My previous blog post was a Never Again movement presentation I organized and led at the school I have been in attendance to since sophomore year. As I was preparing the presentation, I carefully embedded much needed commentary on gun violence towards Black and Brown people. It is crucial, in my opinion, that race be a central topic of discussion in this new age of White anti-gun violence movements like the Never Again initiative. Because I had seen such a lack of rhetoric on race in the Never Again movement, I felt it important to discuss the racial disparities in instances of gun violence in my presentation.
It was suggested to me by a teacher at my school to run through my PowerPoint with my AP English Language teacher to make sure that all was kosher. As I was showing this English teacher my PowerPoint, they stopped me and suggested that I stay away from phrases such as "Black and Brown students" and "Black and Brown communities", citing issue with the words "Black and Brown". The teacher asked me to use more generalized terms, such as "Communities of Color", indicating that the use of the words "Black and Brown" was not appropriate.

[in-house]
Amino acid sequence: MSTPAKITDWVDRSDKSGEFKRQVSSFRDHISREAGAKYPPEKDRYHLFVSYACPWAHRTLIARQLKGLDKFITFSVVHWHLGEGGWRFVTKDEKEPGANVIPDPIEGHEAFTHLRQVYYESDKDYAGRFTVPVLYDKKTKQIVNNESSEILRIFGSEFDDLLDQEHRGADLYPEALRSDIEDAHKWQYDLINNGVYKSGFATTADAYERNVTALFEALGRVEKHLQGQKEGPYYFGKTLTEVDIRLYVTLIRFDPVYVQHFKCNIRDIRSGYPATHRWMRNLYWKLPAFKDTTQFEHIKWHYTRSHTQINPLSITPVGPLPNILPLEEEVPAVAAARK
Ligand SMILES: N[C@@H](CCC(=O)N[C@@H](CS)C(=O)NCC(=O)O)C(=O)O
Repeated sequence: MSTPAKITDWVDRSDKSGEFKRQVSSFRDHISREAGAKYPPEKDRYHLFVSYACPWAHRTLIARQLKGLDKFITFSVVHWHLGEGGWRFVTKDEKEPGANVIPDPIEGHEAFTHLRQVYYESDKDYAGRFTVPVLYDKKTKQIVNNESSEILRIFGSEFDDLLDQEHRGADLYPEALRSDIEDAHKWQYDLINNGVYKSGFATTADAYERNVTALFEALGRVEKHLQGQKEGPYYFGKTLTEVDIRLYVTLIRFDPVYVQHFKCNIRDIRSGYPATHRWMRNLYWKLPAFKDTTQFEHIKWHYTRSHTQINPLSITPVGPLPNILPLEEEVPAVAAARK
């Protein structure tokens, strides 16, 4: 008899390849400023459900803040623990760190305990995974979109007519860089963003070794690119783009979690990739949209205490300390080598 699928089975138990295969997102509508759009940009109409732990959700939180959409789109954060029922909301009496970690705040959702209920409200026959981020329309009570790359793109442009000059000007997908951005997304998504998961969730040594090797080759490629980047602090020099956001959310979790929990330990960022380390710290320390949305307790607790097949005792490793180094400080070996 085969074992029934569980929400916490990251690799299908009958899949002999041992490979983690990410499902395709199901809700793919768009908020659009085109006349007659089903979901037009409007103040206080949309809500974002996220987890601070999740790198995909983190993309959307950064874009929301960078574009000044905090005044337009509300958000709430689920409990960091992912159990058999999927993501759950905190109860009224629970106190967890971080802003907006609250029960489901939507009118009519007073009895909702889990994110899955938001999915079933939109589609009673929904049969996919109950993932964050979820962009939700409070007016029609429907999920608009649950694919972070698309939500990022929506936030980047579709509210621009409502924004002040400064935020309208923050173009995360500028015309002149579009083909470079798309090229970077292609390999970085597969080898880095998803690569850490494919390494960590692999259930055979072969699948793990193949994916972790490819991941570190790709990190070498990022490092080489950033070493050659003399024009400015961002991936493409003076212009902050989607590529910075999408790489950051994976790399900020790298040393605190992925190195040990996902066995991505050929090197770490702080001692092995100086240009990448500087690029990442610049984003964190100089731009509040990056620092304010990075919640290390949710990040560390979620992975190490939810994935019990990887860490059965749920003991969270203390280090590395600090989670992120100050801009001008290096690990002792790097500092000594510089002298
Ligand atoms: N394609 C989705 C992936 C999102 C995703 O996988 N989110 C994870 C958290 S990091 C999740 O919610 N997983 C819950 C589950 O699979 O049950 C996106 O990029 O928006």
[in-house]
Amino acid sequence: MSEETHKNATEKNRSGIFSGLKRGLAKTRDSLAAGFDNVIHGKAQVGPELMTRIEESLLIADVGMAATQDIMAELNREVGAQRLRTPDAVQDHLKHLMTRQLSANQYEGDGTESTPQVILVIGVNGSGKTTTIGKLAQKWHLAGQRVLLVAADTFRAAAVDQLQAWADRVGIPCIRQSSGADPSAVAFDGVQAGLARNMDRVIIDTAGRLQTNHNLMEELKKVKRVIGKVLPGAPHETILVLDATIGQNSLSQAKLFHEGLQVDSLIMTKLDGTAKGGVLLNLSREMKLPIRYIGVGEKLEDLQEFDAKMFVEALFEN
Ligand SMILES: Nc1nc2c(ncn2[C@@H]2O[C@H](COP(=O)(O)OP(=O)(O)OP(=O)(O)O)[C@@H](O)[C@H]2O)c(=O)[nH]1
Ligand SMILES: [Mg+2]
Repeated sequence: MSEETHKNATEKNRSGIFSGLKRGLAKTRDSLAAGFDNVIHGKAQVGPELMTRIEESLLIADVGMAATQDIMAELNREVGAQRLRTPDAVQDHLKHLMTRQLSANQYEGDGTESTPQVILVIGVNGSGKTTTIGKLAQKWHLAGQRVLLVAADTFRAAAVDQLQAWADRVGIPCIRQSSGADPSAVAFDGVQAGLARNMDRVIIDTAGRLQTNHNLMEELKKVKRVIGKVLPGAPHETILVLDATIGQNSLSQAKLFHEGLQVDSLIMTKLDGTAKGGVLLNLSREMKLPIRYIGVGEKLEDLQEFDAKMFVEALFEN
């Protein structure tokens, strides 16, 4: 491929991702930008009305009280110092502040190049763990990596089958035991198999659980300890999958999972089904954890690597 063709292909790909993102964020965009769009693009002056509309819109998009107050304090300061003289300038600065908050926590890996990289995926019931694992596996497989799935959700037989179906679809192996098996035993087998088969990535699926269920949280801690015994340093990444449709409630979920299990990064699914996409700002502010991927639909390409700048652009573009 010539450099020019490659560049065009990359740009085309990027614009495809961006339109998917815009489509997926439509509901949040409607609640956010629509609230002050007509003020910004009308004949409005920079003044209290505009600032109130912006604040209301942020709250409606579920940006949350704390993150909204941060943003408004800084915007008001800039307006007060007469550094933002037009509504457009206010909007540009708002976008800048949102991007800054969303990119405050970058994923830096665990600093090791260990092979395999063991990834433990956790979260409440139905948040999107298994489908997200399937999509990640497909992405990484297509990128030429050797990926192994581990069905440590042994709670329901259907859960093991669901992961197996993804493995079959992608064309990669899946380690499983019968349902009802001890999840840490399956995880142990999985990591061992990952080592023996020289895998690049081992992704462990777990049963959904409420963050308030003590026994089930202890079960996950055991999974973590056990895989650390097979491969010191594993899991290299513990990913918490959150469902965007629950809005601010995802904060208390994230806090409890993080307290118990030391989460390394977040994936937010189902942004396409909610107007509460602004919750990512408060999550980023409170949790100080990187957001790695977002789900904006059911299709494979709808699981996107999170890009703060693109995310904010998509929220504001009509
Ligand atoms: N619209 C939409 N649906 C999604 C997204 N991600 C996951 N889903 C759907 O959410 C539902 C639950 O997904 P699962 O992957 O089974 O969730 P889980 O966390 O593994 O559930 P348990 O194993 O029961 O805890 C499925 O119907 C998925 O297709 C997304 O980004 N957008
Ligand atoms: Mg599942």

The way I have thought about this incident has recently changed. Today, I attended a seminar hosted by The Atlantic called #RaceJusticeTX. The seminar held many speakers, from local Black Lives Matter organizers to criminal justice reform advocates. The focus of the event was to discuss the intersection of race and the American criminal justice system. During this seminar, two statements made by two different people in two different contexts made me realize how problematic what my English teacher said was.
One of the statements was made by Brandi Holmes, a Black Lives Matter organizer in Houston,